Promoting high-quality, people-first content in search has been one of Google’s top priorities for some time now. Google’s Helpful Content System, which was first introduced in their August 2022 Helpful Content Update, is one of the latest tools they’ve added to their arsenal to achieve this goal.
The initial update had SEOs and webmasters all over the world glued to their screens, relentlessly refreshing their Analytics and Search Console data waiting to see if their sites would be hit.
However, most didn’t see much change in their rankings. After the rollout was completed, it left SEOs wondering what all the fuss was about.
But a subsequent update in December of that same year and another rolled out in September 2023 clearly show the Helpful Content System is here to stay – with potentially far-reaching implications for SEO.
In this post, we’ll take a deeper look at what the Helpful Content System is, what is known about the impact of the updates, and what you can do to ensure your site continues performing optimally as new updates are rolled out!
Table of Contents
- 1 Google’s Helpful Content System in a nutshell
- 2 What is Google’s Helpful Content System?
- 3 The Helpful Content Updates
- 4 What impact has the Helpful Content System had so far?
- 5 What should SEOs do to avoid being hit by the Helpful Content System?
- 6 Preparing for future Helpful Content Updates
- 7 Do’s & don’ts
Google’s Helpful Content System in a nutshell
- Name: Helpful Content System
- Released updates so far:
- The first Helpful Content Update: August 25 – September 9, 2022
- The second update: December 5, 2022 – January 12, 2023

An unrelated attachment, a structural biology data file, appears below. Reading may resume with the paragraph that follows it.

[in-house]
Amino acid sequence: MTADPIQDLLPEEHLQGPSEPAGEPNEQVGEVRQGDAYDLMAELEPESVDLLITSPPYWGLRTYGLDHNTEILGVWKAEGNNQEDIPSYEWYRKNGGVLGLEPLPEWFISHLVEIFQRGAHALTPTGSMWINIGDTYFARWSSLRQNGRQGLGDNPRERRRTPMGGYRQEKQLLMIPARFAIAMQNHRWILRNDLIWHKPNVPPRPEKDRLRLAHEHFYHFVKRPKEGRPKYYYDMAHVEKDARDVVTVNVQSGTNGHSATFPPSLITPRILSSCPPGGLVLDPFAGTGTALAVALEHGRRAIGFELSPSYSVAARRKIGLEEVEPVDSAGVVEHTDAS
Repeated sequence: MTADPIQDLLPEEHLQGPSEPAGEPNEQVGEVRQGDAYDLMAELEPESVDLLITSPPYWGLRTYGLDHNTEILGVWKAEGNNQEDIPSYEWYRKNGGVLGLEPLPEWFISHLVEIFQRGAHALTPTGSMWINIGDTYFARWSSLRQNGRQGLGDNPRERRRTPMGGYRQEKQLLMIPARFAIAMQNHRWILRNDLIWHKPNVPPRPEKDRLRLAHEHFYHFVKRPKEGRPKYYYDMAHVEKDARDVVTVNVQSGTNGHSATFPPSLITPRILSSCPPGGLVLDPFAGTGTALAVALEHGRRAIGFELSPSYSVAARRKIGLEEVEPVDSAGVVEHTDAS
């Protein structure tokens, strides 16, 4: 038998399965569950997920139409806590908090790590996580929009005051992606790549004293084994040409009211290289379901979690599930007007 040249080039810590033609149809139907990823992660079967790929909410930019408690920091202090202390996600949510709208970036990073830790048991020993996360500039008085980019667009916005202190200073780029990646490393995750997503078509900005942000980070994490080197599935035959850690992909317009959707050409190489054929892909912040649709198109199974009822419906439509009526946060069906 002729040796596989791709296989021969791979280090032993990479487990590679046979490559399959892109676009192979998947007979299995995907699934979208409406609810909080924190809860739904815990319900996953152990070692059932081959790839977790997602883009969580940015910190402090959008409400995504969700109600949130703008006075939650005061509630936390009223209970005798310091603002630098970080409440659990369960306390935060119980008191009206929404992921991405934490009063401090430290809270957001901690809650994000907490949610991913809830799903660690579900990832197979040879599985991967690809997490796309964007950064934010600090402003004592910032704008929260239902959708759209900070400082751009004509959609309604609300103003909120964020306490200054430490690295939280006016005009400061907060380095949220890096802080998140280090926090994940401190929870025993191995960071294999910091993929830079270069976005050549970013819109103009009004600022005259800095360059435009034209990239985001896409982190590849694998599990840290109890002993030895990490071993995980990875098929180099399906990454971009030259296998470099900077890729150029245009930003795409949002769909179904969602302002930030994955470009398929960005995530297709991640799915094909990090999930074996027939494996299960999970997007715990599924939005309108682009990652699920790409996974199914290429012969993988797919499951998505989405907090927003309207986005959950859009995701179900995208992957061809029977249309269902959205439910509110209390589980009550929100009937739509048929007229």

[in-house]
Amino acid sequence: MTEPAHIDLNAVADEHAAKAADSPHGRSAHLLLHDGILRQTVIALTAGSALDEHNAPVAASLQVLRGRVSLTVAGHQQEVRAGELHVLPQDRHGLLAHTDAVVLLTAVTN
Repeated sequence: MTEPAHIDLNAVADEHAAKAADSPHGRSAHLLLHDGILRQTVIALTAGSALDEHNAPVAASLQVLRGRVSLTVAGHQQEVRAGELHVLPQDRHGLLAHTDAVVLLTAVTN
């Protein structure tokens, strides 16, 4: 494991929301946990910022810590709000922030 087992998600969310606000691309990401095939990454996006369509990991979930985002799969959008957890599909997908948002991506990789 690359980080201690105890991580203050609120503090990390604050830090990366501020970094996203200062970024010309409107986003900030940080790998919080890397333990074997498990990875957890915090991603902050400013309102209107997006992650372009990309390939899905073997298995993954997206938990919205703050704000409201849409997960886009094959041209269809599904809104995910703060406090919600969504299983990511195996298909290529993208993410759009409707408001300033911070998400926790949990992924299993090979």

- The third update: September 14 – 28, 2023
- Type: new ranking signal, applied automatically
- Goal: Reward user-focused, helpful content
- Mechanism: negative signal, will feel like a penalty if applied
- Effect: Site-wide
- Location/language: While the first update affected English searches only, the following ones were rolled out globally across all languages
What is Google’s Helpful Content System?
Google’s Helpful Content System is a new algorithm Google introduced in their August 2022 Helpful Content Update. It provides a site-wide signal that aims to reduce the visibility of content that provides users with a poor experience.
In Google’s own words: “Google Search’s helpful content system generates a signal used by our automated ranking systems to better ensure people see original, helpful content created for people in search results. “
Since it’s a weighted signal, the more unhelpful content a website has, the stronger the effect will be. If it is applied to your website, it would feel like a penalty that is applied gradually over a period of months.
It was initially only applied to English-language searches, but Google’s Helpful Content System now applies to all languages.
Major updates to this system are called Helpful Content Updates by Google and the broader SEO community.
The Helpful Content Updates
Google’s Helpful Content Updates, of which there have been three to date, are updates related to the Helpful Content System. These updates target low-quality, search engine-first content in Search (i.e. content created for the sole purpose of ranking high on Google).
Next week, we will launch the “helpful content update” to better ensure people see more original, helpful content written by people, for people, rather than content made primarily for search engine traffic. Learn more & advice creators should consider: https://t.co/fgf2TPNIqD pic.twitter.com/xOuX2iVk2d
— Google Search Central (@googlesearchc) August 18, 2022
There have been three Helpful Content Updates to date, but there will likely be more in the future as Google continues to develop this new signal.
The first Helpful Content Update was rolled out in August 2022 and it signaled the introduction of Google’s Helpful Content System in their broader automated ranking algorithm.